Management information systems
Management Information Systems can be defined as ‘The combination of human and computer based resources that results in the collection, storage, retrieval, communication and use of data for the purpose of efficient management of operations and for business planning’. Source: Kelly
Management Information Systems are primarily concerned with the delivery of information (both internal and external) to organisational members from the shop floor workers to the management. The purpose of MIS is to help the smooth running of the business by providing information on the firms data (such as accounting figures) employees from different levels will then evaluate this information so that decisions can be made to ensure that the business remains competitive and successful.
MIS have been created to support the whole range of business’s administration and regulatory activities and can be seen in all parts of the world and in all types of industries both public and private sector. In the US, for example, the National Drivers Register has MIS facilities to report on driver licence details, such as all those within a given state whose licence has been revoked or suspended (Danziger, 1991). Similarly, the Environmental Protection Agency is pushing forward in use of MIS to help monitor and control environmental risks.
The processing of data into information and communicating that information to the user is the basis of MIS. Form the figure above it is clear to see how this process helps to make decisions. Data is the term for collections of facts and figures; hours worked, part numbers, profit etc. These basic facts are then stored and analysed and generally worked on to produce information in the form required by the user, i.e. the manager. MIS exist in organisations in order to help them achieve objectives, to plan and control their processes and to help deal with uncertainty. It is therefore important that the information that is produced is correct.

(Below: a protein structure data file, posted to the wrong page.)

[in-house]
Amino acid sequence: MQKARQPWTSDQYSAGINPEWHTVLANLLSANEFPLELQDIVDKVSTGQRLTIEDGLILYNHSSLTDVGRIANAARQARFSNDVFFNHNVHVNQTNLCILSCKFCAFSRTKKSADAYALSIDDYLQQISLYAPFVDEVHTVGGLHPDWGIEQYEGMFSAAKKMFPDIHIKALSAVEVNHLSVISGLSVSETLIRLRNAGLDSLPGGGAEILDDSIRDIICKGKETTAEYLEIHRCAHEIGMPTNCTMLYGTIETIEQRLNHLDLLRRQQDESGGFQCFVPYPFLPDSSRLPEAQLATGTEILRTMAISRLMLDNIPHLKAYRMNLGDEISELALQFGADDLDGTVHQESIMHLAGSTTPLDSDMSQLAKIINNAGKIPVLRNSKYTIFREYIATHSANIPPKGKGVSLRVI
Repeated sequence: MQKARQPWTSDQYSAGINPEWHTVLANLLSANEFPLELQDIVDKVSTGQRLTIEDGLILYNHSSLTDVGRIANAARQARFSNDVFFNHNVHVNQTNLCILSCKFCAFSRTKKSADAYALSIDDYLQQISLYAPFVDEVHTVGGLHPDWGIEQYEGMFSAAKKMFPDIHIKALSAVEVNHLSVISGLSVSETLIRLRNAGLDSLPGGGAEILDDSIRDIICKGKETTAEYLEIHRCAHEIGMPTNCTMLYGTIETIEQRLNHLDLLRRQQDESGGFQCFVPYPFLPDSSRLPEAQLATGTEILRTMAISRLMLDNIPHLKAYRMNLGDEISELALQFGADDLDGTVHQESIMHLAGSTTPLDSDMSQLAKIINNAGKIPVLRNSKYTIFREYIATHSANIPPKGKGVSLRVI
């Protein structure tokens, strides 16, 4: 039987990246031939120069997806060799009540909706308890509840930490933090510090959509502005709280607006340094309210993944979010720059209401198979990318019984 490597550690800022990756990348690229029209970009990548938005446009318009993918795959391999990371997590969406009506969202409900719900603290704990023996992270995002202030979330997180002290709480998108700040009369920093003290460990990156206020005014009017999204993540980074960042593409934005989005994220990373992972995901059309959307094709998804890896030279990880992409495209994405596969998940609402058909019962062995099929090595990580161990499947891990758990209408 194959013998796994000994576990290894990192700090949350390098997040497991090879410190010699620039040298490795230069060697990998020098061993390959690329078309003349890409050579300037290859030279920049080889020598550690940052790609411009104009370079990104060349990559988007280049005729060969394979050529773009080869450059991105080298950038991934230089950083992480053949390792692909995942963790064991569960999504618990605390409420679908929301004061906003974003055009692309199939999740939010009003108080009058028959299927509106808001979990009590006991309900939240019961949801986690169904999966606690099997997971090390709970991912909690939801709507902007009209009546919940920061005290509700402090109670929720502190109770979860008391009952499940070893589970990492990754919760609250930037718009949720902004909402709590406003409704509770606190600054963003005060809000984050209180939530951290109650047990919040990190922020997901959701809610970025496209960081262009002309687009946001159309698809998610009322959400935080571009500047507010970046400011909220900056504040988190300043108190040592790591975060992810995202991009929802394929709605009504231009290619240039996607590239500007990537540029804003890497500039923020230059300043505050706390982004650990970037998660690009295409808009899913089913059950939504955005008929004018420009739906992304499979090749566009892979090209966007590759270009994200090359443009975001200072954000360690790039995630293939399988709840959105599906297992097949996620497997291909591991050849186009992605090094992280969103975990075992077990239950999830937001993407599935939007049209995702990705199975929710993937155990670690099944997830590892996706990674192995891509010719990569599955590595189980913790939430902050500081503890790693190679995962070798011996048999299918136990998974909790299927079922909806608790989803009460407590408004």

There are different types of information such as Strategic information which is usually used to set goals for the organisations and objectives. By doing this it also looks at whether the current objectives are being met. This would usually include financial data such as profitability. – Tactical Information which looks at the resources of the business and how they should and are being utilised this will include productivity reports. Operational Information which is concerned that operations are planned and conducted correctly. This is likely to include reports on employee hours and absenteeism, output per employee etc.